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EDITIONS
 Tuesday, 17 December, 2002, 18:15 GMT
Canal lit up in celebration
Locks in multicolour   British Waterways
Flight of fancy: The Caen Hill locks lit for Christmas

A flight of locks on a 200-year-old English canal are being bathed in light to celebrate the end of restoration work.

The 16 locks, near Devizes in Wiltshire, are being floodlit each evening over Christmas and the New Year.

The scheme aims to create the illusion of a cascade of liquid colour streaming down the flight.

The five-year restoration project has cost 29m ($46m).

The locks, at Caen Hill, stretch for more than one kilometre (half a mile) down the hill on the Kennet and Avon Canal.

New lease

It runs for 140 km (87 miles) from the Thames at Reading westwards to the Bristol Avon near Bath.

Water vole   BBC
Voles live along the canal
Partly derelict by the 1950s, the canal was re-opened to navigation in 1990. A partnership formed to safeguard its future obtained 25m from the Heritage Lottery Fund (HLF).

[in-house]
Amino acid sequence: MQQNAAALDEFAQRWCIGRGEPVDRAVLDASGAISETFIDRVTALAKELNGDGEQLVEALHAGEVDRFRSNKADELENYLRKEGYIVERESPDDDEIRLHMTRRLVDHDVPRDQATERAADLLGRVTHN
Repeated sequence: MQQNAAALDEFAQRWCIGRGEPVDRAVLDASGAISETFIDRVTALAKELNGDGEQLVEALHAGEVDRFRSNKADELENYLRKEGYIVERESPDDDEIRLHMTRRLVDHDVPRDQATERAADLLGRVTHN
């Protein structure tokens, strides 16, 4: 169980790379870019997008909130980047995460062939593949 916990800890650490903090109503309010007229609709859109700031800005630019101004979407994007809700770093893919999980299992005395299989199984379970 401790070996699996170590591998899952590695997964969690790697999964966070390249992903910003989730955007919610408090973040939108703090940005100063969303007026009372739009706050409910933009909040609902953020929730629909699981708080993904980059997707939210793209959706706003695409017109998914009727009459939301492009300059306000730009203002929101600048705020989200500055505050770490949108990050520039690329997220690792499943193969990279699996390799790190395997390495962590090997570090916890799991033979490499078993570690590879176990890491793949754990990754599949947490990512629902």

The restoration work was managed by British Waterways, which looks after more than 3,200 km (2,000 miles) of canals and rivers across the UK, and which in 2003 marks its own 40th anniversary.

Dr George Greener, British Waterways' chairman, said the restoration had been "an enormous undertaking, posing environmental, structural and heritage challenges to our engineers, ecologists and conservationists".

Wildlife refuge

Liz Forgan, chair of the HLF, said: "The Kennet and Avon canal, when first built, brought prosperity and wealth to communities along its route from Bristol to London, linking them with new markets as part of the industrial revolution.

Locks by daylight   British Waterways
Still spectacular by day
"Two hundred years on, the restored waterway is again bringing benefits to millions as a place to live, work and play beside."

Creatures living along the canal include owls, kingfishers, bats, voles and otters. Some of the restoration work done by volunteers included helping to establish a reedbed to encourage invertebrates.

British Waterways says the restoration is generating 28m ($45m) a year for the economies of communities along the canal.

The celebration lights will be switched on at dusk each day (except 25 December) until 6 January, the day after Twelfth Night, which traditionally marks the end of the Christmas jollities.

Canal images courtesy of British Waterways

See also:

15 Dec 02 | England
29 Nov 02 | England
22 Nov 02 | England
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